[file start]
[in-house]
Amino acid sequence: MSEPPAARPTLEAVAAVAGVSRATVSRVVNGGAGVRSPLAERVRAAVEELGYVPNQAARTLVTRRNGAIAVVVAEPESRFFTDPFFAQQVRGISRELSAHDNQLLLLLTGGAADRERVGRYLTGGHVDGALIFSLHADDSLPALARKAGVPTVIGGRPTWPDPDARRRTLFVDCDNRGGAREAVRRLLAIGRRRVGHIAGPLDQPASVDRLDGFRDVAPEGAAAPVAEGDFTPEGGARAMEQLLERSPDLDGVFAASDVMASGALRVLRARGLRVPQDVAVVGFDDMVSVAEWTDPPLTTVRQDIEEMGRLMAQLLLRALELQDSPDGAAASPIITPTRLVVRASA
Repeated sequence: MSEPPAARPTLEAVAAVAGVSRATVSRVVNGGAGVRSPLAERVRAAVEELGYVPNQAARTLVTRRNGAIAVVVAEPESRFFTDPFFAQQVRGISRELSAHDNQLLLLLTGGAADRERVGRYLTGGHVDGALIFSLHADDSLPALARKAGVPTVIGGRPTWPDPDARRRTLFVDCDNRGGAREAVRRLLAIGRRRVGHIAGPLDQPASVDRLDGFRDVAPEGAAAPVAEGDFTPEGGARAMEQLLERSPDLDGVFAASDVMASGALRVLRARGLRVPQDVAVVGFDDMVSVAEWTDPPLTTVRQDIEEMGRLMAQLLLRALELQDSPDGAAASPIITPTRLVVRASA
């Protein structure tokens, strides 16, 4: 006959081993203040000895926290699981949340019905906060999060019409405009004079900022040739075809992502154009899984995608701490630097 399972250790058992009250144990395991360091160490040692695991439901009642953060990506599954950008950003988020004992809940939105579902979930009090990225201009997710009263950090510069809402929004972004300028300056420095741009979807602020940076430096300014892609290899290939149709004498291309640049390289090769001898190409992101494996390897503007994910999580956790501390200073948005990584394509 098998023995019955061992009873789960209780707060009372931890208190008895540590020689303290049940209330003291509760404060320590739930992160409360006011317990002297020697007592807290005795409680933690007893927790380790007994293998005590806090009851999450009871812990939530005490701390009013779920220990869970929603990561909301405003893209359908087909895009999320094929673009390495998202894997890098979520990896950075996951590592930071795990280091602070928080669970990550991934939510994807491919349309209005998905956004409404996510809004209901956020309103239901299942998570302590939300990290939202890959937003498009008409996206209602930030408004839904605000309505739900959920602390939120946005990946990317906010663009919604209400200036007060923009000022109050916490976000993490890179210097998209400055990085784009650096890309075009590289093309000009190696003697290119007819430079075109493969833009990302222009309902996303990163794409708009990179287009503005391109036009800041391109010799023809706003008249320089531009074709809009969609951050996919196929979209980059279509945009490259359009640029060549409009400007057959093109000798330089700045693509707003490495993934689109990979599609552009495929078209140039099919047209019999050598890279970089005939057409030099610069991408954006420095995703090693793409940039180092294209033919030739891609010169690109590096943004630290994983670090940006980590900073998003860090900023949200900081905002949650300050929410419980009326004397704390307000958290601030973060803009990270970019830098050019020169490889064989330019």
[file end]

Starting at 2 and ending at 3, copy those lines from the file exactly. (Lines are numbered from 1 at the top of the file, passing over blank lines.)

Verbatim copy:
Amino acid sequence: MSEPPAARPTLEAVAAVAGVSRATVSRVVNGGAGVRSPLAERVRAAVEELGYVPNQAARTLVTRRNGAIAVVVAEPESRFFTDPFFAQQVRGISRELSAHDNQLLLLLTGGAADRERVGRYLTGGHVDGALIFSLHADDSLPALARKAGVPTVIGGRPTWPDPDARRRTLFVDCDNRGGAREAVRRLLAIGRRRVGHIAGPLDQPASVDRLDGFRDVAPEGAAAPVAEGDFTPEGGARAMEQLLERSPDLDGVFAASDVMASGALRVLRARGLRVPQDVAVVGFDDMVSVAEWTDPPLTTVRQDIEEMGRLMAQLLLRALELQDSPDGAAASPIITPTRLVVRASA
Repeated sequence: MSEPPAARPTLEAVAAVAGVSRATVSRVVNGGAGVRSPLAERVRAAVEELGYVPNQAARTLVTRRNGAIAVVVAEPESRFFTDPFFAQQVRGISRELSAHDNQLLLLLTGGAADRERVGRYLTGGHVDGALIFSLHADDSLPALARKAGVPTVIGGRPTWPDPDARRRTLFVDCDNRGGAREAVRRLLAIGRRRVGHIAGPLDQPASVDRLDGFRDVAPEGAAAPVAEGDFTPEGGARAMEQLLERSPDLDGVFAASDVMASGALRVLRARGLRVPQDVAVVGFDDMVSVAEWTDPPLTTVRQDIEEMGRLMAQLLLRALELQDSPDGAAASPIITPTRLVVRASA